Self regulation or government regulation?


Banks chose to destroy the world economy, yet no single person and no single decision made that decision. We blame banks and bankers. Yet is it that simple? For example, can we blame banks and bankers when each one of us is making purchasing decisions that increase the negative effects of climate change?

Pretend that you are banker and make your choice:

You are banker who has a hard time getting jobs, and your family of four depends solely on you for income. To make your required level of mortgages, you must pick one out of many mortgages, none of which really should be approved. The failure rate on this additional mortgage is 10% if the economy stays in good shape and 50% if the economy does not do well.

A) Would you approve that one more mortgage when this one mortgage tanks, then the whole world economy tanks? (I would expect most people would say “no.”)

B) Would you approve that one more mortgage if you knew that when this one mortgage and a million other mortgages tank, then the whole world economy tanks? (I would expect most people would say “yes.”)

We have many historical examples where if responsibility is clear and focused on a single decision by a single entity, then we will do the right thing. A single person with no one else around will do the best he or she can in an emergency situation to save another person. Yet a person was murdered running down a crowded New York street, being stabbed multiple times, yet no one did anything. The responsibility was too diffuse. We have to bring the decision-making to a single entity and a single decision to make sure that the right decision is made.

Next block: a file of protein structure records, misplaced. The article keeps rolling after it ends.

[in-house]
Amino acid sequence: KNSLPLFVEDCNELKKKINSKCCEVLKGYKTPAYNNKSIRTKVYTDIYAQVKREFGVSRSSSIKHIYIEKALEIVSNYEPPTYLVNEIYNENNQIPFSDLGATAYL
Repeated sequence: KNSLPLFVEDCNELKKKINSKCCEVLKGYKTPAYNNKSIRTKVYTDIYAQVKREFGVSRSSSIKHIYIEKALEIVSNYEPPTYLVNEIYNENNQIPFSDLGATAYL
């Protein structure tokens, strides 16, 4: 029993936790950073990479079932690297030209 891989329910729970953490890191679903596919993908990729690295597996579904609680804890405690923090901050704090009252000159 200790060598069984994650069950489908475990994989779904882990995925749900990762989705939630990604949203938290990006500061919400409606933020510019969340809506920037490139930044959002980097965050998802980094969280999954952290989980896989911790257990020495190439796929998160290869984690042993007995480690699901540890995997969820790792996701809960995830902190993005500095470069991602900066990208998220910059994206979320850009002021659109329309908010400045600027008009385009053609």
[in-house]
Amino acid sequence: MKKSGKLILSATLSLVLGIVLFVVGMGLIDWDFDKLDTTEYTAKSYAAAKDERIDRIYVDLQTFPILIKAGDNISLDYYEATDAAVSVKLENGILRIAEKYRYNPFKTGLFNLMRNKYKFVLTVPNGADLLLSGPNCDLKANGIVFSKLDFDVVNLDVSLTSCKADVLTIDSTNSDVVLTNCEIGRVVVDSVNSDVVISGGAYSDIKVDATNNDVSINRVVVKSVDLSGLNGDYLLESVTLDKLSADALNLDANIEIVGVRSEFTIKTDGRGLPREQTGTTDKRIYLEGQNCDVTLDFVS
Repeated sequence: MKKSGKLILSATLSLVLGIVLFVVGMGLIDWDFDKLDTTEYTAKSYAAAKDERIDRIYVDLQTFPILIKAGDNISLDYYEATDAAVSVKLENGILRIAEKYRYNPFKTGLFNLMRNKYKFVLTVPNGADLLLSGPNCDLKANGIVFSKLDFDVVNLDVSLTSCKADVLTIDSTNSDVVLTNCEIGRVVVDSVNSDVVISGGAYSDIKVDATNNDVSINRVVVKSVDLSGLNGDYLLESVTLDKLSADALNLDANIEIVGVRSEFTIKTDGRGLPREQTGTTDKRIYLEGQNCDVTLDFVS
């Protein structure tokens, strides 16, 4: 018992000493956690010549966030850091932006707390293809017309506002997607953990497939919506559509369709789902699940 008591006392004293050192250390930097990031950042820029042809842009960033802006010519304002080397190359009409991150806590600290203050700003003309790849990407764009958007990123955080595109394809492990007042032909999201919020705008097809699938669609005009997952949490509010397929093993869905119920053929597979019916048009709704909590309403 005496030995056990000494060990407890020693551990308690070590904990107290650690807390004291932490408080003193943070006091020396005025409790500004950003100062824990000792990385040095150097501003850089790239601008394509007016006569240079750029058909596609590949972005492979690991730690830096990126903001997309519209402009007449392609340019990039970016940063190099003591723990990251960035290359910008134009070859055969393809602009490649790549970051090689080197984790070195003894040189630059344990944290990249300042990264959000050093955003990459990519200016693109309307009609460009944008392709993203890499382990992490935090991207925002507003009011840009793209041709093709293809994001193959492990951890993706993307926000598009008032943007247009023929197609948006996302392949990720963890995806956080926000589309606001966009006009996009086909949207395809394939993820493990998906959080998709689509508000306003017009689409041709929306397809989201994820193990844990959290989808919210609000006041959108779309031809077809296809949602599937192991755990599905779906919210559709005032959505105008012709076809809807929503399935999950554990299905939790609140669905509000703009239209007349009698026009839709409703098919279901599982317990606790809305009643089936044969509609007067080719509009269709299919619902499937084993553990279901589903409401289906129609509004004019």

Now isn’t this an argument that we really need government to make these decisions!

But notice that we no longer give government the ability and the strength to control and make rules over big banks or extremely rich people. 

The classic duality of ethics is between two positions:

  1. Consequential – where you make choices according to consequences, usually according to the greatest good for the greatest number of people
  2. Conceptual – where there is a principle that applies no matter what

In real life people balance the two. A human life should never be taken except a police officer can take a life to protect others who would likely die. However one just can not take a life because the multiple body parts would keep multiple people alive, so in that case the sanctity of a human life is is more important than saving multiple lives.

Human beings are capable of holding many self delusions as well as denying very hard facts, so the ethics of humans gets very interesting.

And of course there is the third ethical reality of “It’s all about me!” However no one defends that basis of ethics in a public way. They just do it!

If this sounds very interesting to you, then you might want check out this Harvard lecture: